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Everything To Know About Ectopic Pregnancy

By Dr. Nikita Toshi +2 more

Fertilization of an egg is the event that marks the beginning of a pregnancy. Normally, the fertilized egg sticks to the uterine lining (lining of the uterus). When a fertilized egg implants and grows outside the main cavity of the uterus, it is called an ectopic pregnancy. When a fertilized egg implants in a part of the body (other than the uterus) that can’t support its growth, this is what happens. The fallopian tube is frequently the site of an ectopic pregnancy (a pair of structures that connect the ovaries and uterus). Ectopic pregnancy can even occur on the ovary or in the abdominal cavity in rare situations.


There are a few different types of ectopic pregnancy.

  • Tubal Pregnancy

When the fertilized egg implants in the fallopian tube, it is called a tubal pregnancy. Tubal pregnancies are the most frequent type of ectopic pregnancy, accounting for the majority of ectopic pregnancies. The type of tubal pregnancy can be further differentiated based on where the pregnancy develops inside the fallopian tube.

  • Non-tubal ectopic pregnancy

Nearly 2% of all ectopic pregnancies develop in other parts of the body, such as the ovary, cervix or intra-abdominal region.

  • Heterotopic Pregnancy

In some rare circumstances, one fertilised egg implants inside the uterus while the other implants outside. Because of the painful nature of ectopic pregnancy, it is frequently identified before intrauterine pregnancy. The pregnancy inside the womb may still be viable if human chorionic gonadotropin levels continue to rise after the ectopic embryo has been removed.

Causes of ectopic pregnancy

The fertilized egg was unable to migrate down the fallopian tube rapidly enough, resulting in an ectopic pregnancy. A tube might become partially or totally blocked as a result of an infection or inflammation. Inflammation of the pelvis is a common cause of ectopic pregnancy.

Endometriosis is another common cause of tube blockage. This occurs when cells like those in the uterine lining develop outside the uterus also. The cells have the potential to develop inside the fallopian tube and restrict the normal passage of the fertilized eggs. The tube can potentially be blocked by scar tissue from earlier abdominal surgery or fallopian tube surgery.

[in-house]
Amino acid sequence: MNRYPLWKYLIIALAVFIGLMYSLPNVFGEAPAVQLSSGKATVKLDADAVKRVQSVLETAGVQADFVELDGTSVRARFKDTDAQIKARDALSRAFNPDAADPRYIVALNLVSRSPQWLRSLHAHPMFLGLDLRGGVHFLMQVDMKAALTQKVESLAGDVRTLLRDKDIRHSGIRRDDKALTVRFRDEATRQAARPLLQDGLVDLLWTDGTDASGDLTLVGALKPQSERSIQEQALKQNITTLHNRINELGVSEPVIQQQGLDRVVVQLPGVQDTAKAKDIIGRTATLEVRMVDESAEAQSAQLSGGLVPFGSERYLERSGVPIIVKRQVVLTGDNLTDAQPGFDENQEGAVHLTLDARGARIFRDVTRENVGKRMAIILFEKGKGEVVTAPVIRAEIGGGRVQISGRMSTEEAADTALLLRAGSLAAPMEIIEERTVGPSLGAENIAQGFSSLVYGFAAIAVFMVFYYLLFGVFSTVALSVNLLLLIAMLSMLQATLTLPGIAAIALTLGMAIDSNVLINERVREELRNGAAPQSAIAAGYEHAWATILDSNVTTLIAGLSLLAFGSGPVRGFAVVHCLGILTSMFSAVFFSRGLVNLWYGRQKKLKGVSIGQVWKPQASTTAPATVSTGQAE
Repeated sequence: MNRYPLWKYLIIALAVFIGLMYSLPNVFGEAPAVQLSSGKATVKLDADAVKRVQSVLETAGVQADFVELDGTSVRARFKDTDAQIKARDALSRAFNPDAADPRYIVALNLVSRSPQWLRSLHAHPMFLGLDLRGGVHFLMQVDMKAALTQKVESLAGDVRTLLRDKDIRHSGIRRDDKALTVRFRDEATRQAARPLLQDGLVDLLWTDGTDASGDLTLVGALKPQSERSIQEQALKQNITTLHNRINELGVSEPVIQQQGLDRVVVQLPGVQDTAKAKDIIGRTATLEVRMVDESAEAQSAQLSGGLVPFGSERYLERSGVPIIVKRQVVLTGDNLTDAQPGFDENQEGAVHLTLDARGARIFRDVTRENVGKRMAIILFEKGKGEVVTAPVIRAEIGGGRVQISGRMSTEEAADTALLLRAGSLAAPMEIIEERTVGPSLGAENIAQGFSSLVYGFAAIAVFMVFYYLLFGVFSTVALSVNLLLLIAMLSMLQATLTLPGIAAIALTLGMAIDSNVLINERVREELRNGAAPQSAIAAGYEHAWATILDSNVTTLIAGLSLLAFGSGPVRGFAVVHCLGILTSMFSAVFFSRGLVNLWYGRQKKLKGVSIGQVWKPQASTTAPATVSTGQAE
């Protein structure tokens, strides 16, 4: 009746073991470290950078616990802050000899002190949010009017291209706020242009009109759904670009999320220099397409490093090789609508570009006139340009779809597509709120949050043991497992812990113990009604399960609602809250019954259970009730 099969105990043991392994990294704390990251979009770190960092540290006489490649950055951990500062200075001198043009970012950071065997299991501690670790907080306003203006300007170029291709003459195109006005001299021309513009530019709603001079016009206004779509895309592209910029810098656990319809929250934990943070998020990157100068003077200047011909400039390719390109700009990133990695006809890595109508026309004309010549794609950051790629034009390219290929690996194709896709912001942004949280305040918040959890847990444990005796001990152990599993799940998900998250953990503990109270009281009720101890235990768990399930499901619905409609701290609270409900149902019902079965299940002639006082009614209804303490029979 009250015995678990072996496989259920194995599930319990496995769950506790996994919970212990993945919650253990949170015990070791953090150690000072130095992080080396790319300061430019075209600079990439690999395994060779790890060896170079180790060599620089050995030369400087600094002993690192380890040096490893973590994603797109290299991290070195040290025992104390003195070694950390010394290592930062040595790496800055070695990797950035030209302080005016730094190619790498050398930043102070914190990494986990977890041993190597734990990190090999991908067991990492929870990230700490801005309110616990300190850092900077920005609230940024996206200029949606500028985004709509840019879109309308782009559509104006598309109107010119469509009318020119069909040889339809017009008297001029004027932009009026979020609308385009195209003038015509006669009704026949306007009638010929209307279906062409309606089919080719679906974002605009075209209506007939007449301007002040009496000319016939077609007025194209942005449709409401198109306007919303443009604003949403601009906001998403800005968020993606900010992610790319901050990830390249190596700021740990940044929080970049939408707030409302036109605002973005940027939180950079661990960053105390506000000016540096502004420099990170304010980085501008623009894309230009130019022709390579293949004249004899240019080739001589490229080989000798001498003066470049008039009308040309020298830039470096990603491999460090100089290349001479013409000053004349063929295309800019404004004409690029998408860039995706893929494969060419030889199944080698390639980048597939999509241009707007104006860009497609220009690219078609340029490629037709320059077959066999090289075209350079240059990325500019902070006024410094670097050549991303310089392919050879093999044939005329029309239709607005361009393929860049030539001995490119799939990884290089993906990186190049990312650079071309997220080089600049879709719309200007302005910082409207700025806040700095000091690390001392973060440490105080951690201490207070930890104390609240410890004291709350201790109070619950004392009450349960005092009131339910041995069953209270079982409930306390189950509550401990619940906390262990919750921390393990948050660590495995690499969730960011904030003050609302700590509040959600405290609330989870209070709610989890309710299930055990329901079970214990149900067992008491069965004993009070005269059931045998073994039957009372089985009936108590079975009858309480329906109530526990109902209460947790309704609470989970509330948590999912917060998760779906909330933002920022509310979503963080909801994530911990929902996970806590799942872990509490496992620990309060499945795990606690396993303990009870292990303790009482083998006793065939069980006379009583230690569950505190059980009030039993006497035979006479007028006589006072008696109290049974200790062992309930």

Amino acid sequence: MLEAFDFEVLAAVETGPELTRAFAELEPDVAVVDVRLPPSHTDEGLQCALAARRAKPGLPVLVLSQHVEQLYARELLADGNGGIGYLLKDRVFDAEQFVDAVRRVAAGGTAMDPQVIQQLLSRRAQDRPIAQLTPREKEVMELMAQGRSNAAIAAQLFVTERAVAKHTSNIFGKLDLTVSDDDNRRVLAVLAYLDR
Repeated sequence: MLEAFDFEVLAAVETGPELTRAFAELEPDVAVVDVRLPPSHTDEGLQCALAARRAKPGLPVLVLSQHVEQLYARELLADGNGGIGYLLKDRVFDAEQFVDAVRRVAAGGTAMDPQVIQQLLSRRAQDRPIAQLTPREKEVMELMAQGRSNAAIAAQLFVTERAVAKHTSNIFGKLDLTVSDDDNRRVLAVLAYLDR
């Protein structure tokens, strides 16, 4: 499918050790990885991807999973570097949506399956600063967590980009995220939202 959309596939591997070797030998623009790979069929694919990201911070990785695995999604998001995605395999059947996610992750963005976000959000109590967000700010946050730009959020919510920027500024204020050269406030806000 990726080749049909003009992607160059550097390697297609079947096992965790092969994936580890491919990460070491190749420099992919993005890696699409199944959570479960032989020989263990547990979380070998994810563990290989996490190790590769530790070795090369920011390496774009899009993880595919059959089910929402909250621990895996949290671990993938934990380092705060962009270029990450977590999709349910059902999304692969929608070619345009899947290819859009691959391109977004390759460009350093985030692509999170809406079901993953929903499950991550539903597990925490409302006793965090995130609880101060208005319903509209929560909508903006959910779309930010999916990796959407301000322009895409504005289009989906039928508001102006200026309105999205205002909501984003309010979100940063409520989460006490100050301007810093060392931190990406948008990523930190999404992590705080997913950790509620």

Some more causes of ectopic pregnancy are:

  • Conception in females older than 35 years
  • Previous infections or operations in the pelvic area
  • Using assisted reproductive methods
  • History of inflammation in fallopian tubes

Symptoms of ectopic pregnancy

At first, you may not notice any ectopic pregnancy symptoms. Some women with an ectopic pregnancy, on the other hand, experience the typical early signs and symptoms of pregnancy, such as missed periods, breast soreness and nausea. The following signs of ectopic pregnancy become more clear as the fetus keeps growing in the wrong place in the body.

  • Sharp pangs of pain in the pelvis, abdomen, shoulder or neck
  • Severe pain on one side of the abdomen
  • Light to heavy spotting
  • Dizziness
  • Rectal pressure

Treatment for ectopic pregnancy

Ectopic pregnancy treatment may vary depending on the location of the ectopic pregnancy. This should be considered an emergency and a gynaecologist should be consulted immediately.

  • Medication

Your doctor may prescribe various medications that could prevent the ectopic mass from bursting. A common medication for this is a medicine that stops the growth of rapidly developing cells. When effective, this medication causes similar symptoms to those of a miscarriage, such as cramping, bleeding and passing of tissue.

  • Surgery

The embryo should be removed and any internal damage repaired, according to many surgeons. A laparotomy is a medical term for this surgery. To ensure that they can view their job, your doctor will insert a small camera through a small incision. The embryo is then removed and any damage to the fallopian tube is repaired.

Life-threatening complications

If the fertilized egg continues to grow in the fallopian tube, it can cause the tube to rupture. There is a risk of heavy bleeding. Symptoms of this life-threatening event include severe pain in the abdominal region, extreme lightheadedness, fainting and shock.

Conclusion

The majority of women who experience ectopic pregnancies can have healthy pregnancies in future. The egg can be fertilized normally if both fallopian tubes or even just one, are still intact. If you have a pre-existing reproductive condition, however, it may damage your future fertility and raise your risk of ectopic pregnancy. This is especially true if the preexisting reproductive issue has resulted in ectopic pregnancy in the past. The best you can do is to consult a gynaecologist and clear all your doubts.

Also Read: How To Wash Out Sperm To Prevent Pregnancy: A Comprehensive Contraception Guide

Disclaimer: The information provided here is for educational/awareness purposes only and is not intended to be a substitute for medical treatment by a healthcare professional and should not be relied upon to diagnose or treat any medical condition. The reader should consult a registered medical practitioner to determine the appropriateness of the information and before consuming any medication. PharmEasy does not provide any guarantee or warranty (express or implied) regarding the accuracy, adequacy, completeness, legality, reliability or usefulness of the information; and disclaims any liability arising thereof.

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